When you think about the Sea of Galilee as a decent-sized lake, surrounded by steep hills, you begin to realize that there is no place on the water that cannot be seen from land.  No matter where the disciples rowed, their boat would always be visible from the shore.  Jesus was always in sight.  It would have been easy to figure out where the boat was headed, in order to get there before the boat did.

But there is a big difference between running along the shore to catch Jesus the moment he arrives on the beach and being in the boat with him.  And this is where my assumptions made it hard for me to understand this detail.  See, I had it in my head that this boat ride was supposed to be a shortcut to the peace and quiet of some wilderness retreat.  But now I think Jesus didn’t intend for the ride in the boat to be a shortcut.  I think being in the boat was the retreat.  Being in the boat with Jesus was the place of rest.

When Jesus says, “Come away to a deserted place all by yourselves and rest for a while. (v. 31)” I think Jesus meant the middle of the lake as the most deserted place around.  The middle of the lake in that boat was the only place Jesus could be alone with his disciples without crowds pressing in on them.  The time it took to row to the hillside on the other side of the lake was the time Jesus gave his disciples time to rest from their ministry, to be alone with him in the boat.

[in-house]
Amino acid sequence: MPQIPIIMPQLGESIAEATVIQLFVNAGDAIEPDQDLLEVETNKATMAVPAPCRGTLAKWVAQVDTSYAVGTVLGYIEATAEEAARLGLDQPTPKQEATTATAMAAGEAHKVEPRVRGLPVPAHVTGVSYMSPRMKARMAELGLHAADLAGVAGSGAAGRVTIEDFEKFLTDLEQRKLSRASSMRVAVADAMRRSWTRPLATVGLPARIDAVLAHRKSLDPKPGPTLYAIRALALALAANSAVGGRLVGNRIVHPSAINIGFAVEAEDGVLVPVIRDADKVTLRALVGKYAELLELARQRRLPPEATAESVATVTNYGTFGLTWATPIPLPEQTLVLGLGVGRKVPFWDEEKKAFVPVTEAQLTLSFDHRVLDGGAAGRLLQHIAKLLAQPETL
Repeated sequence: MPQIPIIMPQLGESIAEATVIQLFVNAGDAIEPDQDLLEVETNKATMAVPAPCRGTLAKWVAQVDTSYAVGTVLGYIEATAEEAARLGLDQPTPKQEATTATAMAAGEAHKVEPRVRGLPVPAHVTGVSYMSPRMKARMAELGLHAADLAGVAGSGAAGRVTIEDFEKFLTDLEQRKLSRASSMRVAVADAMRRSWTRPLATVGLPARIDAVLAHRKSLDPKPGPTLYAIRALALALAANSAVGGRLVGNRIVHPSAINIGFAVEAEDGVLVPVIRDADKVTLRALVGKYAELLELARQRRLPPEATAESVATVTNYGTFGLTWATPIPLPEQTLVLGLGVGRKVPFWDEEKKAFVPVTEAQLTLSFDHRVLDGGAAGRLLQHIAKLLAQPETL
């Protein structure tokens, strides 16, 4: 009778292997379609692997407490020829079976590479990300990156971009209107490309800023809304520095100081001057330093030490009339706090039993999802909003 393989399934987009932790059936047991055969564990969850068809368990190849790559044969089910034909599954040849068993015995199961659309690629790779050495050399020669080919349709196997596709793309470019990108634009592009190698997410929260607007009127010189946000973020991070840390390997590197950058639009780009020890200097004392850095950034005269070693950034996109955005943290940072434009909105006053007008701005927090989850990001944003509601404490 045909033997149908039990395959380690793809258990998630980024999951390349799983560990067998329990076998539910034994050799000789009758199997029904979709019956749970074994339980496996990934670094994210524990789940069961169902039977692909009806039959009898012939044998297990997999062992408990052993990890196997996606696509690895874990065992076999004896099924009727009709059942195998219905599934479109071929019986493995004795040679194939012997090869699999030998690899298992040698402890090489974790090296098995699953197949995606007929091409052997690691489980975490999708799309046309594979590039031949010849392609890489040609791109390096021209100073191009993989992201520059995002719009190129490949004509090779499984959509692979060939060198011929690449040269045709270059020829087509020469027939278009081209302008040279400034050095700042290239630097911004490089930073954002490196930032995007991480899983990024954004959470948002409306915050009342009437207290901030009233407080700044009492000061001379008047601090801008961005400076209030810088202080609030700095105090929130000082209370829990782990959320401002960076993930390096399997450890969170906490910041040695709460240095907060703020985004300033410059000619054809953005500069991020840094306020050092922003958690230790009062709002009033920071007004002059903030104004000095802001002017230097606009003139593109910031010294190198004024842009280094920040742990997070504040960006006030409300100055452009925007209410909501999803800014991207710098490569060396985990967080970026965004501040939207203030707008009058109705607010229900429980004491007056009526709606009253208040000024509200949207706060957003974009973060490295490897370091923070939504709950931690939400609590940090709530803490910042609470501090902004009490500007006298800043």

When you look at the architecture of our church sanctuary, you can see that the arch above us is shaped like a … boat.  It isn’t an accident.  This space is a visible reminder to us to stay in the boat with Jesus, where we can find rest for our souls.  This church is a place where we can come away to rest awhile and know that Jesus is here with us.

In the last few verses of today’s reading, when the boat arrives at Gennesaret, there’s one more little detail that deserves our attention. Verse 53 tells us that the disciples moored the boat.  They anchored it, instead of dragging it up onto the rocky shore.

This is the only place in the entire New Testament where we find this word, “anchored.”  This word gives us the opportunity to ask ourselves “How are we anchored in Christ?  How do we stay firmly connected to Jesus?”

When the disciples land the boat, more people are waiting for Jesus, eager to be healed by touching the fringe of his cloak.  The job of our church is literally to be “the fringe of Christ’s cloak” to the world. 

To be the fringe of Christ’s cloak, we have to be touching Jesus ourselves.  To offer healing to others, we have to [also] allow them to touch us.

This is what gut-wrenching compassion means.

Gut-wrenching compassion means letting ourselves be touched by other people, often hurting people, so that we can be Christ’s healing touch in the world. 

May today’s Gospel reading be for us an opportunity to remember and give thanks for all those who have been compassionate to us; and, in turn, be a challenge for us to remember to be compassionate to all we meet.

You’re in my prayers; thank you for keeping me in yours.

Peace, chuck.

Spirituality The Episcopal Church

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The Rev. Joani Peacock, Editor for Emmanuel Voices: A Parish Blog